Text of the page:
The Stockfish team has filed a lawsuit against Chessbase, claiming that the German chess software company is selling their software without having the license to do so. The lawsuit, filed in a German court, was announced last Tuesday in a blog on the Stockfish website.

The Stockfish team argues that Chessbase has “concealed from their customers Stockfish as the true origin of key parts of their products,” namely Fat Fritz 2 and Houdini 6. According to the Stockfish team, Chessbase has “repeatedly violated central obligations of the GPL,” which refers to informing software users of their rights. “These rights are explicit in the license and include access to the corresponding sources, and the right to reproduce, modify and distribute GPLed programs royalty-free,” the Stockfish team writes.

In February, Chess.com reported extensively on the feud between the open-source chess community and Chessbase. Back then, the teams behind Stockfish and another open-source chess program, Leela Chess Zero, claimed that the engine in Fat Fritz 2 is Stockfish with minimal changes, that Fat Fritz 2 violated the GNU General Public License under which Stockfish was released, and that Chessbase’s marketing has made false claims about Fat Fritz 2’s playing strength.

Over the past four months, the Stockfish team, together with a certified copyright and media law attorney in Germany, has continued to point its arrows toward Chessbase. In their blog of this week, the developers claim that they managed to recall the Fat Fritz 2 DVD and ensure the termination of sales of Houdini 6.

While Houdini 6 currently has the status “unavailable” in the Chessbase webshop, the sale of Fat Fritz 2 was discontinued in March 2021. However, at the moment their webshop has a product called Fat Fritz 2.0 SE. One of the Stockfish developers told Chess.com that this is an altered version that contains a different binary, GPL license text, and some sources, and it’s not clear if it’s now GPL-compliant.

Fat Fritz 2.0 SE
The old Fat Fritz 2.0 image (left) and the new Fat Fritz 2.0 SE image. Source: Chessbase.

Despite these changes made by Chessbase, the lawsuit has been filed. The reason is that the Stockfish team has terminated permanently their GPL license with Chessbase, but the group of developers claim that the Hamburg-based company still distributes Stockfish, modified or unmodified, as part of their products. They argue that Chessbase is now selling software without a license, which is a copyright violation.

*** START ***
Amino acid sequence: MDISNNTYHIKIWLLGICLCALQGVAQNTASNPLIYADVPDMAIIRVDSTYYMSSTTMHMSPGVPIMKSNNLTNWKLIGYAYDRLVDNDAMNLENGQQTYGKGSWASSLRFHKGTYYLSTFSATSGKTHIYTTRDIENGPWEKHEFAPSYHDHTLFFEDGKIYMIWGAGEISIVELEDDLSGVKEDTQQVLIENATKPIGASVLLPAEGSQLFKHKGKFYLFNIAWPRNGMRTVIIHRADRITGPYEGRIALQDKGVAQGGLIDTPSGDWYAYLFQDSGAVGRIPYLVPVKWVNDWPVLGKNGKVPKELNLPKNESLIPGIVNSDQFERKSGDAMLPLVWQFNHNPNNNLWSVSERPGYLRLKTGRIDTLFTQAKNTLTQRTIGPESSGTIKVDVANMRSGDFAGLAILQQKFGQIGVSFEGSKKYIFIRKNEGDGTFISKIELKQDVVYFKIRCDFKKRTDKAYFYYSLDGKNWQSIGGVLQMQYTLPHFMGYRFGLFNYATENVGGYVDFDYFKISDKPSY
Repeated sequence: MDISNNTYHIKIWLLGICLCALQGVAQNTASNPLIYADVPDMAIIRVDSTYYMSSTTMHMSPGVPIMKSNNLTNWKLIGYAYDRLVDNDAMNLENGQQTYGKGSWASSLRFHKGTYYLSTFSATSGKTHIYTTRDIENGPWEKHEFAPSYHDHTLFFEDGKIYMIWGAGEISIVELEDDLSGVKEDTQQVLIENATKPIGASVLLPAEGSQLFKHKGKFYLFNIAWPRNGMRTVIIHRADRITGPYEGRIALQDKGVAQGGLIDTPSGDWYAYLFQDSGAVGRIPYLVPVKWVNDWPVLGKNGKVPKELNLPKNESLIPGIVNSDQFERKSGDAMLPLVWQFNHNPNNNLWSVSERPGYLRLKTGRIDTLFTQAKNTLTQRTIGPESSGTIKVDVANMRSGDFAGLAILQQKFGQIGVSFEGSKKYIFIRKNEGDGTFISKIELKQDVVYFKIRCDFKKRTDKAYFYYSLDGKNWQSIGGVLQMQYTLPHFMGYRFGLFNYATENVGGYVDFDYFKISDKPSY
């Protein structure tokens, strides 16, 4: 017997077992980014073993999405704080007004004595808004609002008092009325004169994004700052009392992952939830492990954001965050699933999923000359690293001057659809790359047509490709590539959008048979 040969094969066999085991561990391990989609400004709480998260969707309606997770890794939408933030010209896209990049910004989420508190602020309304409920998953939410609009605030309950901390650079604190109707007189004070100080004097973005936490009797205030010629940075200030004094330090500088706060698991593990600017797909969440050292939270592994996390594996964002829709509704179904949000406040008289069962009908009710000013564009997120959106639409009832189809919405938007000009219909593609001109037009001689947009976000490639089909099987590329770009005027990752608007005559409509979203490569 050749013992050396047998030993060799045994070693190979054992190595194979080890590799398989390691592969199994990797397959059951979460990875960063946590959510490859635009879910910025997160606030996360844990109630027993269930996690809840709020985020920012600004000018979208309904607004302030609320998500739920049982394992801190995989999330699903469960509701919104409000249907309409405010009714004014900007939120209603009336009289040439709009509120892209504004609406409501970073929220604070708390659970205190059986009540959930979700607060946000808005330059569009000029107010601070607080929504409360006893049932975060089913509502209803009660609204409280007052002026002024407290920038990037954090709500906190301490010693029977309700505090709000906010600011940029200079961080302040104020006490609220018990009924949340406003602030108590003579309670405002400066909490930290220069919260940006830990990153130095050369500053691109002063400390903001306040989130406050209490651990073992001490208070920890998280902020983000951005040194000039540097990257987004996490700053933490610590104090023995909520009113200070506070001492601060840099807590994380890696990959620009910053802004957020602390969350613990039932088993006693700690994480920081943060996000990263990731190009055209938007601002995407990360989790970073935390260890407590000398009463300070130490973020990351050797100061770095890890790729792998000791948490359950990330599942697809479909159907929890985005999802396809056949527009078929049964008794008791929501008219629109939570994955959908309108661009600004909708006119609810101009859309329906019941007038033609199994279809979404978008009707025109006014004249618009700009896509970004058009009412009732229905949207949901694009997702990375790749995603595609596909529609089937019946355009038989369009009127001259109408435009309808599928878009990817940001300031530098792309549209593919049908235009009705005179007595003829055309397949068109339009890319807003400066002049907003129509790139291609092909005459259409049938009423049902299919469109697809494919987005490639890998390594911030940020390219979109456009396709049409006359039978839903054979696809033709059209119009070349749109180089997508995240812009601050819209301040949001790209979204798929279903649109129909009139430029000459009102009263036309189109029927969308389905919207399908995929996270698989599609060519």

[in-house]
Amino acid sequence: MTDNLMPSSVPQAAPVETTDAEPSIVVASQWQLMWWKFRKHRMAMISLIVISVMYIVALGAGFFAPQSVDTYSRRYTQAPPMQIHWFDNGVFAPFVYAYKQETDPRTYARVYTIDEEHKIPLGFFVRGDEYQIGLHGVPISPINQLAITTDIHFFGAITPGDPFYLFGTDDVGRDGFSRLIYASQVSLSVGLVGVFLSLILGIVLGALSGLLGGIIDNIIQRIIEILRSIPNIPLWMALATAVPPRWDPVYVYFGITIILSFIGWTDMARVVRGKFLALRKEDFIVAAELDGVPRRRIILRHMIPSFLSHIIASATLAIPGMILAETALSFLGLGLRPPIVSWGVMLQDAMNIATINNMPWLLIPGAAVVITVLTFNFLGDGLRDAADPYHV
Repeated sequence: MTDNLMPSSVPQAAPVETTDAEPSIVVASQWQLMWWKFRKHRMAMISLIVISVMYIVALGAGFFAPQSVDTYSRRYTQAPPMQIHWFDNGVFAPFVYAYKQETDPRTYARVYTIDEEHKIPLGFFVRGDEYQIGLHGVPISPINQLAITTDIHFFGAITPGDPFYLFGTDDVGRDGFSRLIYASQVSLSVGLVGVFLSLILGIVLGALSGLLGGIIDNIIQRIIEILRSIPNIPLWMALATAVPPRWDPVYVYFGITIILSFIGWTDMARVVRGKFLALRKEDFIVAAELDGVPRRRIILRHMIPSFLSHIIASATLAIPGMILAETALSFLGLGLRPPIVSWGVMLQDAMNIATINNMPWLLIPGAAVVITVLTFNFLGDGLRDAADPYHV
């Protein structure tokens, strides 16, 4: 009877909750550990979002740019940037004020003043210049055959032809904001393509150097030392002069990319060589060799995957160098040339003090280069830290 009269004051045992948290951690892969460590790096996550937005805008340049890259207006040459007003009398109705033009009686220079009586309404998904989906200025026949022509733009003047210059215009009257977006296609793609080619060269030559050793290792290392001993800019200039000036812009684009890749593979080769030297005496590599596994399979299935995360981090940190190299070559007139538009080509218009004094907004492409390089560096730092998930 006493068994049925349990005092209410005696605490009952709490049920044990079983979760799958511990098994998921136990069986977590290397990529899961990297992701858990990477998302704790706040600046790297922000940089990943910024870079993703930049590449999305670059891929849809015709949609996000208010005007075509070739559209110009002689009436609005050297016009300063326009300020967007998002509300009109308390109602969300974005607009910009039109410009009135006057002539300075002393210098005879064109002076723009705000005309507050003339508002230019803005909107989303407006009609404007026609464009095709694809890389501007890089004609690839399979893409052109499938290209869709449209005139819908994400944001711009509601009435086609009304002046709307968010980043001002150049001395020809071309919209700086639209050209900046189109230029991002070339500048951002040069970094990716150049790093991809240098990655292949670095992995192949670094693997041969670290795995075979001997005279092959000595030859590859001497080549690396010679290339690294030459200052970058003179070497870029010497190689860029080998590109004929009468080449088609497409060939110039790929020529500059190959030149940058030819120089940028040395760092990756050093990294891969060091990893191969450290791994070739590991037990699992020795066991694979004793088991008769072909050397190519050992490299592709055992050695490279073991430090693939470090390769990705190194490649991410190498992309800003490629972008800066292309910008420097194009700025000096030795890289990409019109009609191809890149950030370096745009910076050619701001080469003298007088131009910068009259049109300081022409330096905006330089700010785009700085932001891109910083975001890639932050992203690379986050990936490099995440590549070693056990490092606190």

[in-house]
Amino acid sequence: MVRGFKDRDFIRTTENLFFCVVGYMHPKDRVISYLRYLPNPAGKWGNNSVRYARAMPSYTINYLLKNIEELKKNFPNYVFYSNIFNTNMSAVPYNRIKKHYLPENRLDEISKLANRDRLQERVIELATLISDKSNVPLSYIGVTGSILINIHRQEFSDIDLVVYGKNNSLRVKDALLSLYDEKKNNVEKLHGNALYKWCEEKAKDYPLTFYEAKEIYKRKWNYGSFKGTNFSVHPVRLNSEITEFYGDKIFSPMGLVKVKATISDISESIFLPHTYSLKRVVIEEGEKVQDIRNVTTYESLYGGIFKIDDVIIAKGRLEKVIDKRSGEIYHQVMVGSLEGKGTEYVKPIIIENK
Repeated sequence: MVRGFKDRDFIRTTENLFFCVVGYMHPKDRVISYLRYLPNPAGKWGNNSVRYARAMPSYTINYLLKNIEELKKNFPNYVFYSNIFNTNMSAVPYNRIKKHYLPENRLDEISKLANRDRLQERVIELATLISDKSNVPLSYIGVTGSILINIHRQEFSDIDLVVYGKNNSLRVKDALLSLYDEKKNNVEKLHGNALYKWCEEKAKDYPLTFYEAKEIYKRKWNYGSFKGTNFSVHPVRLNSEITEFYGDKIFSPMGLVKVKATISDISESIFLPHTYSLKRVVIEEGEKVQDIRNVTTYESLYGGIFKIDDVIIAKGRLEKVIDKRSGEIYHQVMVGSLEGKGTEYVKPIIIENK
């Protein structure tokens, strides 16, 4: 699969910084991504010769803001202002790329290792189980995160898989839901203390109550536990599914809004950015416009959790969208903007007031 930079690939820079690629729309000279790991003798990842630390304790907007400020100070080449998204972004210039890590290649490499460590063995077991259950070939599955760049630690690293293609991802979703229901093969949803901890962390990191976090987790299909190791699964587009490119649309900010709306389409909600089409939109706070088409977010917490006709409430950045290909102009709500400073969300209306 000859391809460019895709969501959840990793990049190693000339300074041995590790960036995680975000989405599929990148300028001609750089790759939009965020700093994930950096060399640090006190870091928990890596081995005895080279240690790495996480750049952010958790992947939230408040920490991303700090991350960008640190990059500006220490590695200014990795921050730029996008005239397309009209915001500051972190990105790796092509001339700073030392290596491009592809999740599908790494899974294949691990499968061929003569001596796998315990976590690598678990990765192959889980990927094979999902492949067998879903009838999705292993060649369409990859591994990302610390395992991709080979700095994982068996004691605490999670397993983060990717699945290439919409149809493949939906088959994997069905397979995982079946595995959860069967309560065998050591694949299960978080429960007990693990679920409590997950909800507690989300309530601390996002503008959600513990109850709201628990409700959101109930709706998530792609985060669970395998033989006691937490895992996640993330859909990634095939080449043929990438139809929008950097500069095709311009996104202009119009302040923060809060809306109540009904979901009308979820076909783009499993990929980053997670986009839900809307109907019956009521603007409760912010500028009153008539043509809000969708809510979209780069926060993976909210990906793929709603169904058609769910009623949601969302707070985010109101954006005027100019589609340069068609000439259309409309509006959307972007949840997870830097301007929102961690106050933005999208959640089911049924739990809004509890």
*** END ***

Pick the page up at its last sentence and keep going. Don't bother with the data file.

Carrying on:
“We believe we have the evidence, the financial means, and the determination to bring this lawsuit to a successful end,” the Stockfish team writes.

Albert Silver, the main developer behind Fat Fritz 2, wrote in an email to Chess.com:

Even if I wanted to, I could not comment on something I know nothing about. The first I learned anything about this subject was via that same link, and it is still all I know.

Chessbase co-founder Matthias Wullenweber wrote:

We still haven’t got the actual filed papers so we cannot comment. It is probably different from how Stockfish describes it because that would be refutable.

One can righteously criticize the articles about Fat Fritz on Chessbase.com which constituted an unacceptable belittlement of Stockfish. The reverse belittlement of Albert’s innovations by SF does not balance this, even if they now seem to follow his path with SF 14. We behaved insensitively and we apologized for it. However, the legal side felt always OK and normal. E.g. advertisements and the packaging have clearly stated since February that Fat Fritz 2 is based on the open-source engine Stockfish, usually as the first claim/bullet point.

So at the moment, we expect to win, but this will not diminish our respect for the work behind Stockfish.


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